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Dark Web studies issued by Global Internet commission highlight child abuse problem, online policing solution
The Dark Web, often accessed through the open-source, anonymity and privacy granting Tor system, “is a part of the Internet that most people probably do not know how to access, nor want to explore,” says Eric Jardine, author of The Dark Web Dilemma: Tor, Anonymity and Online Policing. “But it poses a dilemma — a social problem. Tor is basically a neutral tool that can be used for either good or ill.”
In another GCIG paper, The Tor Dark Net, Gareth Owen and Nick Savage say that criminally oriented sites, such as drug marketplaces, are among the most common sites on the Dark Web. However, their six-month research study illustrates that sites hosting child abuse imagery had the most site visits.
“Like fire, a hammer, or a car, the Tor network can both improve life and provide the means to take it away,” says Jardine, in his paper. “And while the costs and benefits of a system like Tor are not evenly distributed globally, the ills tend to cluster in liberal countries while the benefits tend to cluster most in repressive regimes.”
Benefits of the Dark Web include allowing citizens and journalists to circumvent state censorship in repressive regimes, exercising their rights to free expression and access to information.
“Tor has a critical mass of users, averaging two million per day as of June 2015, and is thus frequently cited as one of the key tools against government surveillance. Somewhat paradoxically, the Tor Project — the non-profit organization that manages Tor — receives the majority of its funding from the US government,” according to Owen and Savage’s report.
Jardine’s paper offers a key recommendation on the social and public policy dilemma the Dark Web has created: online policing. “The focus of public debate should move away from demonizing the technology, or looking for quick technological fixes, toward the idea that, like every other aspect of human society, the Dark Net needs to be policed.” according to Jardine. “This recommendation is particularly relevant for liberal democratic countries, where the dark side of anonymity imposes the highest costs and the benefits of Tor are least pronounced.”
Jardine elaborates in his report, explaining that “more movement in the direction of judicious online policing can minimize the socially damaging costs of anonymity-granting technologies, while still allowing the benefits of such systems.” He says, “just as peace and order are maintained in our offline lives through judicious policing, the same principle should apply online.”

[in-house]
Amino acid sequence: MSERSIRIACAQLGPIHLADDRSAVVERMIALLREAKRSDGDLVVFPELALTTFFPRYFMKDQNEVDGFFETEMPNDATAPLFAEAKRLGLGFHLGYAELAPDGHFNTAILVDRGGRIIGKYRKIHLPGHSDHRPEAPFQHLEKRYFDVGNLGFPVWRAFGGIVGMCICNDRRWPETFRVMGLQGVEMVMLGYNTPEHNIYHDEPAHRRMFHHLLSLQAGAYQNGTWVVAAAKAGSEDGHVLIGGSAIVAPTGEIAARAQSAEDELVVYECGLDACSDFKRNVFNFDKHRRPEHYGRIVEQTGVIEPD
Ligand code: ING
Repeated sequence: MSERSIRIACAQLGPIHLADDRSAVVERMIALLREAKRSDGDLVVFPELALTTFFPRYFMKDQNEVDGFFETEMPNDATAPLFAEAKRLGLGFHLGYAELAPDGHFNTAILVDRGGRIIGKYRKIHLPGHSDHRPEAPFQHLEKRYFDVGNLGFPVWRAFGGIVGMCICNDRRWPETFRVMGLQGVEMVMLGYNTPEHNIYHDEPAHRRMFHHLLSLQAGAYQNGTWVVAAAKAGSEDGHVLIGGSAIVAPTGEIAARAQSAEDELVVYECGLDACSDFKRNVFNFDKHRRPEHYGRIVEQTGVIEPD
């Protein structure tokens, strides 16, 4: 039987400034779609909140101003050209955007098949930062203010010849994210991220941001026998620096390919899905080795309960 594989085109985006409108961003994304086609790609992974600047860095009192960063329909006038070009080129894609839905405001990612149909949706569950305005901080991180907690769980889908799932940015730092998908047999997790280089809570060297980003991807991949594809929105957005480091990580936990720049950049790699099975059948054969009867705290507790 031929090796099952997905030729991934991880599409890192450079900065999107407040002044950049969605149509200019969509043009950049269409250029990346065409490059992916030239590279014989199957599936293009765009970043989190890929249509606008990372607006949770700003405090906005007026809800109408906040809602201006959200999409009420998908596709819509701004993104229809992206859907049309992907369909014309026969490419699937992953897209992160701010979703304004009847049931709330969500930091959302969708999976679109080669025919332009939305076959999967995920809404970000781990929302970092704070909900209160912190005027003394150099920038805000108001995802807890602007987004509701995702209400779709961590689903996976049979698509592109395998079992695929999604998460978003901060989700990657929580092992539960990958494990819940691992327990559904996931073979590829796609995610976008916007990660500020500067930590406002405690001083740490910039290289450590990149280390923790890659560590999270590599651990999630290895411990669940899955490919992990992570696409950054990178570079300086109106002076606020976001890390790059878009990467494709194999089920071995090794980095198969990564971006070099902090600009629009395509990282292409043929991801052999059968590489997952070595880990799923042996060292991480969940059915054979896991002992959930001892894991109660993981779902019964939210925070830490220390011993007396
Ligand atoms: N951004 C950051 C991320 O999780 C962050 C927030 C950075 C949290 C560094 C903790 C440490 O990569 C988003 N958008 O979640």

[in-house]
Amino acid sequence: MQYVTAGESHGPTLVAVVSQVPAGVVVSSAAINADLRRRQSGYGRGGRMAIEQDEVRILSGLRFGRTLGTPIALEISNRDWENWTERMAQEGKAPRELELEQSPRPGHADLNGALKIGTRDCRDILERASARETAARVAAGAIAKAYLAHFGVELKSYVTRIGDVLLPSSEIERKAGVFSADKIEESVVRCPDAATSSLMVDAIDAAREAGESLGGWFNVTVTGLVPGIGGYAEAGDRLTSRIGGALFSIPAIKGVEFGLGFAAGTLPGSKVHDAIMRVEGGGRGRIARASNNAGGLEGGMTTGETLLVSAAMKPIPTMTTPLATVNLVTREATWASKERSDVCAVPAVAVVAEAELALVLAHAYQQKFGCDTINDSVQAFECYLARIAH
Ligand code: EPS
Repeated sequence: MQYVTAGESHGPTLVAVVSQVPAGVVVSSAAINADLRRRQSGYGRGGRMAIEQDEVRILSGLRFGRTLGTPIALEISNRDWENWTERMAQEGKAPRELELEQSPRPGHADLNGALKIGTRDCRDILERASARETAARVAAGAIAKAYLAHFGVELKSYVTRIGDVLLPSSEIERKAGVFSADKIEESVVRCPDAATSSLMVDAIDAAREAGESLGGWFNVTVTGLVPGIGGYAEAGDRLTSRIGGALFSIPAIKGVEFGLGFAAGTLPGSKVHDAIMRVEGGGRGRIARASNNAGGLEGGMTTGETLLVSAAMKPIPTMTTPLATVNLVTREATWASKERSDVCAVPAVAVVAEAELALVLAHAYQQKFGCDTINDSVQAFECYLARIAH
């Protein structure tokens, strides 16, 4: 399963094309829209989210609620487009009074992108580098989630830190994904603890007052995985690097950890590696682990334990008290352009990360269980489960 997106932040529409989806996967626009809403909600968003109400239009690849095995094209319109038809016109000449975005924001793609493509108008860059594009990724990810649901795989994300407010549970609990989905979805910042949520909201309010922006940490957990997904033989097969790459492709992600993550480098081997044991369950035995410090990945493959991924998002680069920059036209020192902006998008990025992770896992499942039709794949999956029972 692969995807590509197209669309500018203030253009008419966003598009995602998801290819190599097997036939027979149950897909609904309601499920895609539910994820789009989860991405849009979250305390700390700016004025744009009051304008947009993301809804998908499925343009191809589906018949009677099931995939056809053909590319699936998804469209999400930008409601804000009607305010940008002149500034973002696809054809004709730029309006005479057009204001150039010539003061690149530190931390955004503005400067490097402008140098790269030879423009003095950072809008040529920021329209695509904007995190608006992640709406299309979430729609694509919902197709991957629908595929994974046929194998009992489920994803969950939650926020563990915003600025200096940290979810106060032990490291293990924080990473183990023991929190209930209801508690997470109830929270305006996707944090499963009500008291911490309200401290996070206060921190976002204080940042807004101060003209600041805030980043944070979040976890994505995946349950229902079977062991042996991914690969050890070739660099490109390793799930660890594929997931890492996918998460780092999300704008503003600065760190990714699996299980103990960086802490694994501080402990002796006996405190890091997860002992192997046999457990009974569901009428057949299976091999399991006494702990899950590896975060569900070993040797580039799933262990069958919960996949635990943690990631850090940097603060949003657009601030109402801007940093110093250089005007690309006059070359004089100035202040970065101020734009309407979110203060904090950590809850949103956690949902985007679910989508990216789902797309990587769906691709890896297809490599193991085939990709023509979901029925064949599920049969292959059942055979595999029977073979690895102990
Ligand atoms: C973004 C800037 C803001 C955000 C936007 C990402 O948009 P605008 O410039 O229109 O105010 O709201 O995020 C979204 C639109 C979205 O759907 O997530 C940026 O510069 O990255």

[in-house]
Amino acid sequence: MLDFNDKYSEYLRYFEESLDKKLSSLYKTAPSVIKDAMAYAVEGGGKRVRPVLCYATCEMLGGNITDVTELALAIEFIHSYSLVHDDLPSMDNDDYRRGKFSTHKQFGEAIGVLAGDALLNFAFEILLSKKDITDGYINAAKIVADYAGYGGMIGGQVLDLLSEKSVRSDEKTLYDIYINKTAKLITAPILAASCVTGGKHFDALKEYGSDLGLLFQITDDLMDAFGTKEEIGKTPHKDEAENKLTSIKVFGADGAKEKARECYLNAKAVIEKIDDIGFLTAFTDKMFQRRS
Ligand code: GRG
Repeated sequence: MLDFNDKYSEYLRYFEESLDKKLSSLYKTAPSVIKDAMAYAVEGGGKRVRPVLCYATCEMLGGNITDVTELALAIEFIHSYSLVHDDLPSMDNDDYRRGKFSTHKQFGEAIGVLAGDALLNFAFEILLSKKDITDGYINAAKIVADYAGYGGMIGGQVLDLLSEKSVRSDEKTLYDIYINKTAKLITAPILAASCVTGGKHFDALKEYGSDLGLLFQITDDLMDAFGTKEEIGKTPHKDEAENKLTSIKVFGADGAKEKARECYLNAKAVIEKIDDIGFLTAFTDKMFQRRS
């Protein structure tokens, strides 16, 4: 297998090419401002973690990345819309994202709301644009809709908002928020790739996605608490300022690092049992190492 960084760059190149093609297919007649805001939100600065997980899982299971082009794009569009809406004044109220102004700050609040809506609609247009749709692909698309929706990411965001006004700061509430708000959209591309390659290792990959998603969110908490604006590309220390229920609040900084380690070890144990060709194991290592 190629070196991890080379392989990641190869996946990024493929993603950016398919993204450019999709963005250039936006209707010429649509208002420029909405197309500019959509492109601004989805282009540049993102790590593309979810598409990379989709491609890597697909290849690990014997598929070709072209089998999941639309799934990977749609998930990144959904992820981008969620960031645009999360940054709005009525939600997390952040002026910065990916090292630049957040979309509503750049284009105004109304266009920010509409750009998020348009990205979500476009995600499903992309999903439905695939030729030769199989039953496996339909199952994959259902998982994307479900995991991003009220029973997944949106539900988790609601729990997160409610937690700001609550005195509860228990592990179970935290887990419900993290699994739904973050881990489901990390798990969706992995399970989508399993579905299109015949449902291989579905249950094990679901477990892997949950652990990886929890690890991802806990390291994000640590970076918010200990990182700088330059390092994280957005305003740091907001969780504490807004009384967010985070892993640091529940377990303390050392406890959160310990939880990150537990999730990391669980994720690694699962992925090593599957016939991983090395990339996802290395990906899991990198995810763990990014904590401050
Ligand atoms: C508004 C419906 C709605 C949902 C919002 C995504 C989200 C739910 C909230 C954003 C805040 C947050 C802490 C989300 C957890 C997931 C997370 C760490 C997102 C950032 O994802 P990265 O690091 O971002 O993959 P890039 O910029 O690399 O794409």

The Global Commission on Internet Governance is a two-year initiative launched by the Centre for International Governance Innovation (CIGI) and Chatham House. Chaired by former Swedish Prime Minister Carl Bildt, the GCIG will produce a comprehensive stand on the future of multi-stakeholder Internet governance.
The Tor Dark Net is No. 20 and The Dark Web Dilemma: Tor, Anonymity and Online Policing is No. 21 in the Global Commission on Internet Governance Paper Series. To access these papers, please visit: www.ourinternet.org/#publications. The opinions expressed in the reports are those of the authors and do not necessarily reflect the views of CIGI, Chatham House or the Global Commission on Internet Governance. For more information on the GCIG, including its twenty-nine commissioners and thirty-nine research advisers, please visit: www.ourinternet.org. Follow the commission on Twitter @OurInternetGCIG.
ABOUT THE AUTHORS:
Eric Jardine joined CIGI as a research fellow in May 2014 in the Global Security & Politics Program. He contributes to CIGI’s work on Internet governance, including the CIGI–Chatham House-sponsored Global Commission on Internet Governance. His current research focuses on cyber security, cyber terrorism, cybercrime and cyber protest. He holds a Ph.D. in international relations from the Norman Paterson School of International Affairs at Carleton University, Ottawa, Canada.
Gareth Owen is a senior lecturer in the School of Computing at the University of Portsmouth. He holds a Ph.D. in computer science and has expertise in distributed computing systems, digital forensics and privacy-enhancing technologies. Before joining the university, he lectured at the universities of Kent and Greenwich in the United Kingdom.
Nick Savage is the head of the School of Computing at the University of Portsmouth. He was previously a principal lecturer in the School of Engineering at the University of Portsmouth, where he taught networking and security. He is a member of Working Group 3 for the European Commission’s Network and Information Security Platform and has previously worked on projects funded by the Office of Communications and the Engineering and Physical Research Council. Nick holds a Ph.D. in telecommunications from the University of Portsmouth.
Tel: 519.885.2444, ext. 7238, Email: [email protected]
Tel: 519.885.2444, ext. 7356, Email: [email protected]